This Selected Issues paper applies a range of methods to assess Italy’s competitiveness gap versus other euro area members. All indicators point to a clear erosion of competitiveness in recent years, with related market share losses. Nonetheless, the estimated competitiveness gap, while appreciable, still remains quantitatively contained. The results suggest that the unwinding of the competitiveness gap will require reforms that boost productivity growth and continued wage moderation, as well as an adjustment by export firms in Italy.

Abstract

This Selected Issues paper applies a range of methods to assess Italy’s competitiveness gap versus other euro area members. All indicators point to a clear erosion of competitiveness in recent years, with related market share losses. Nonetheless, the estimated competitiveness gap, while appreciable, still remains quantitatively contained. The results suggest that the unwinding of the competitiveness gap will require reforms that boost productivity growth and continued wage moderation, as well as an adjustment by export firms in Italy.

IV. Financial Intermediation and Growth in Italy25

Objectives: To examine whether greater financial market development can spur growth by surveying theoretical and empirical evidence and analyzing the effect of external bond and equity financing on productivity and profitability of Italian firms.

Results: That Italy’s growth prospects would benefit if its financial system moves beyond its currently bank-dominated structure, developing alternative sources of financing.

Policy implications: promote bank competition; reduce listing costs; strengthen and streamline corporate governance, accounting, and disclosure requirements for all corporations, especially groups; further enhance minority shareholder protection; discipline takeovers and insider dealing; level the playing field for companies; reduce the overall administrative burden of doing business, enhance investor protection, including through underwriter regulations and more disclosure in prospectuses, and creditor protection, including through bankruptcy code. Development of the private pension pillar and further public divestment could also help.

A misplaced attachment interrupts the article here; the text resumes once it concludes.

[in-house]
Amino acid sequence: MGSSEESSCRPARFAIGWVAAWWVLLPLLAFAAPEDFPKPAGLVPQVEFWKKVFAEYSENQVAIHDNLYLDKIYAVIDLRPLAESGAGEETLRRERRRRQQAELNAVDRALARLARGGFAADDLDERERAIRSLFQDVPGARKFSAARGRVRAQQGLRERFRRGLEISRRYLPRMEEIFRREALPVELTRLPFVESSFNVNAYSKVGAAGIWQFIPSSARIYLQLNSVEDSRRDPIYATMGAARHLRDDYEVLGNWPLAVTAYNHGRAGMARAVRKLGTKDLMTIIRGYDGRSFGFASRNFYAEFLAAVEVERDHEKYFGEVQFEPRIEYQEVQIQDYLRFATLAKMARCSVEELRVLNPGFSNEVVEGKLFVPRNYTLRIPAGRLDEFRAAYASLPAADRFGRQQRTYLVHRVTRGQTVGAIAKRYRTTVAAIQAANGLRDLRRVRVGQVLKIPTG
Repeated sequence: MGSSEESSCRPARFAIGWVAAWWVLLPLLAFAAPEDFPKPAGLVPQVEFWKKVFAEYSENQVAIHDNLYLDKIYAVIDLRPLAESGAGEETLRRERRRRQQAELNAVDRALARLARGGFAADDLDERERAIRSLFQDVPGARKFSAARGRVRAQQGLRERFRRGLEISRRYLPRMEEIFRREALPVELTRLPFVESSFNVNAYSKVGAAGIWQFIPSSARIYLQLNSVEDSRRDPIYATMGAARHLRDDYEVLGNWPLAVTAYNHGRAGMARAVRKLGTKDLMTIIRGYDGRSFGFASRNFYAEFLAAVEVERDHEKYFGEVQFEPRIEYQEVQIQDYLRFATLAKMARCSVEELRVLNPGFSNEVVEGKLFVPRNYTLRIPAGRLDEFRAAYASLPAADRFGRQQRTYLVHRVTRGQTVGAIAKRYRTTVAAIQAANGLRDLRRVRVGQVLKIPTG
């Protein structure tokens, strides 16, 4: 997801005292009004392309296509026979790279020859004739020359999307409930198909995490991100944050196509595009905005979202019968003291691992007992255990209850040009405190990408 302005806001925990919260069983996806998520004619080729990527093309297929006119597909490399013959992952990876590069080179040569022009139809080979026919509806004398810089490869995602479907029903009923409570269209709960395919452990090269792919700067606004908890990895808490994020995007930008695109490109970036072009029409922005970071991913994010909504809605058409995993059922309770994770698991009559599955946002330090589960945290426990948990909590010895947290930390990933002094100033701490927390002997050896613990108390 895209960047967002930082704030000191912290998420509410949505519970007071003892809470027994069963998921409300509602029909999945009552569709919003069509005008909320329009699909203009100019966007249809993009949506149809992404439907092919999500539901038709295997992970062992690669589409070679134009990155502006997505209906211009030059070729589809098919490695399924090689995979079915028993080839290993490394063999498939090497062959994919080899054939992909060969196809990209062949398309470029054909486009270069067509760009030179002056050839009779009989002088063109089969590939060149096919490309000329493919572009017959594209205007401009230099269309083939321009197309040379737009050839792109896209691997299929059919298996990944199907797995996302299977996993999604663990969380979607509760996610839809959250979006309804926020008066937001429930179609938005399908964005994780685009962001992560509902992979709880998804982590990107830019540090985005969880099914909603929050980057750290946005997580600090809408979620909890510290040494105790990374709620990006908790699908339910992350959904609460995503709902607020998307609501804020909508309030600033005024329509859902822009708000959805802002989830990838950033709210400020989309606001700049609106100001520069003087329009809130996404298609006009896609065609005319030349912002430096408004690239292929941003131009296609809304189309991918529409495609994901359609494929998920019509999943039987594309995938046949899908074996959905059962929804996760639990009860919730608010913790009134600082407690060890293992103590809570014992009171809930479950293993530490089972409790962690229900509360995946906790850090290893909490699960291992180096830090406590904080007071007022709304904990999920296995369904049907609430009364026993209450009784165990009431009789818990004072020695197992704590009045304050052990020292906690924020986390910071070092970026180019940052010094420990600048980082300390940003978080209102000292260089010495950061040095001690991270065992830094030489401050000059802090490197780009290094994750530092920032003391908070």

A. Financial Development and Growth: Theory and Evidence

1. The association between financial development and growth is well-documented, although the macro evidence is more nuanced at higher per capita income levels. A vast literature suggesting positive correlations between finance and growth dates as far back as (Schumpeter, 1911). More recent waves of cross-country empirical studies, starting from (King and Levine, 1993), indicate that financial development helps boost long-term growth26. Moreover, within-country, industry and firm level evidence links financial development with higher productivity and growth (see Bernstein and Nadiri, 1993, Rajan and Zingales, 1998, Guiso et al, 2004a). However, Favara (2003) challenges the robustness of this result at higher income per capita levels. This may suggest that other factors, such as structure and sophistication of financial intermediation, may be at play in advanced countries.

2. Financial intermediaries may play a key role in boosting innovation and productivity. The theoretical literature clearly establishes the ability of the financial system to allocate funds to highest return projects (i.e., Greenwood and Jovanovic, 1990; Bencivenga and Smith, 1991, and Saint-Paul, 1992), and select more promising innovators (King and Levine, 1993a, 1993b). However, there is little direct empirical evidence on this issue. (Beck et al., 2000) find a positive association between financial development and total factor productivity (TFP) growth, while (Wurgler, 2000) and (Alfranca and Galindo, 2003) find that financial development and reforms have a positive effect on the allocation of investment funds. In addition, sectors most dependent on external (to the firm) finance are found to grow faster in countries with more advanced financial systems (OECD, 2006 and references therein), and such sectors tend to be the most knowledge-intensive. The degree of financial development also affects country’s competitiveness (Rajan and Zingales, 2003).

3. Recent studies suggest that financial structure is an important determinant of country’s flexibility and ability to seize growth opportunities.27 In particular, (IMF, 2006) finds that industrial countries with financial systems dominated by a relationship-based (as opposed to arm’s length-based) lending are less able to change its productive structure to take advantage of growth opportunities, including from globalization.28 The effect is particularly pronounced in countries traditionally specialized in industries with low productivity growth, such as Italy. At the same time, a more arm’s-length financial system allows domestic industries to adapt better to a changing global environment by encouraging investment in new areas and by new firms. In addition, a greater degree of arm’s-length specialization is found to mitigate the impediments to growth stemming from the “low-growth” initial industry specialization. Studies also show a connection between stock market growth (or number of IPOs) and real growth (see Franzosi et. al 2003.)